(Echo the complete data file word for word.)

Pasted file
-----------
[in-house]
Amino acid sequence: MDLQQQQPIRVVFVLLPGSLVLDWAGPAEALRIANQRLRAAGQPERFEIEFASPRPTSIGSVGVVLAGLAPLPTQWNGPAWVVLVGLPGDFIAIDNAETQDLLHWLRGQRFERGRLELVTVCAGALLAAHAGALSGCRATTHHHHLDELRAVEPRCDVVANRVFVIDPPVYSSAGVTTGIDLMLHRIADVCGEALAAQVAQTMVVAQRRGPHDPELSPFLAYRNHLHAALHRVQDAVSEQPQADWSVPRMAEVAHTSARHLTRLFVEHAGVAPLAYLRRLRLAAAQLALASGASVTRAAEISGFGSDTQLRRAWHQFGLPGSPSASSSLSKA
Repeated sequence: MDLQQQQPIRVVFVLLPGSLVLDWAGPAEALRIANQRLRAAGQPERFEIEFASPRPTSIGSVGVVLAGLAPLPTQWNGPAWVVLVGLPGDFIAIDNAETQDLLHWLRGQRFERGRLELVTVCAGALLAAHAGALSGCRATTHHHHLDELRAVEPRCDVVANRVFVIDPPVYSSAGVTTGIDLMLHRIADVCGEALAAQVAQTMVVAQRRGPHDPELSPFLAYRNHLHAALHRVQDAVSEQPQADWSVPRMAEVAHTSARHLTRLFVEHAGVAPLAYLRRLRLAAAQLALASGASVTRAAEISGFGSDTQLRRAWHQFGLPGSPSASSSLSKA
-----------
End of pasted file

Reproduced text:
[in-house]
Amino acid sequence: MDLQQQQPIRVVFVLLPGSLVLDWAGPAEALRIANQRLRAAGQPERFEIEFASPRPTSIGSVGVVLAGLAPLPTQWNGPAWVVLVGLPGDFIAIDNAETQDLLHWLRGQRFERGRLELVTVCAGALLAAHAGALSGCRATTHHHHLDELRAVEPRCDVVANRVFVIDPPVYSSAGVTTGIDLMLHRIADVCGEALAAQVAQTMVVAQRRGPHDPELSPFLAYRNHLHAALHRVQDAVSEQPQADWSVPRMAEVAHTSARHLTRLFVEHAGVAPLAYLRRLRLAAAQLALASGASVTRAAEISGFGSDTQLRRAWHQFGLPGSPSASSSLSKA
Repeated sequence: MDLQQQQPIRVVFVLLPGSLVLDWAGPAEALRIANQRLRAAGQPERFEIEFASPRPTSIGSVGVVLAGLAPLPTQWNGPAWVVLVGLPGDFIAIDNAETQDLLHWLRGQRFERGRLELVTVCAGALLAAHAGALSGCRATTHHHHLDELRAVEPRCDVVANRVFVIDPPVYSSAGVTTGIDLMLHRIADVCGEALAAQVAQTMVVAQRRGPHDPELSPFLAYRNHLHAALHRVQDAVSEQPQADWSVPRMAEVAHTSARHLTRLFVEHAGVAPLAYLRRLRLAAAQLALASGASVTRAAEISGFGSDTQLRRAWHQFGLPGSPSASSSLSKA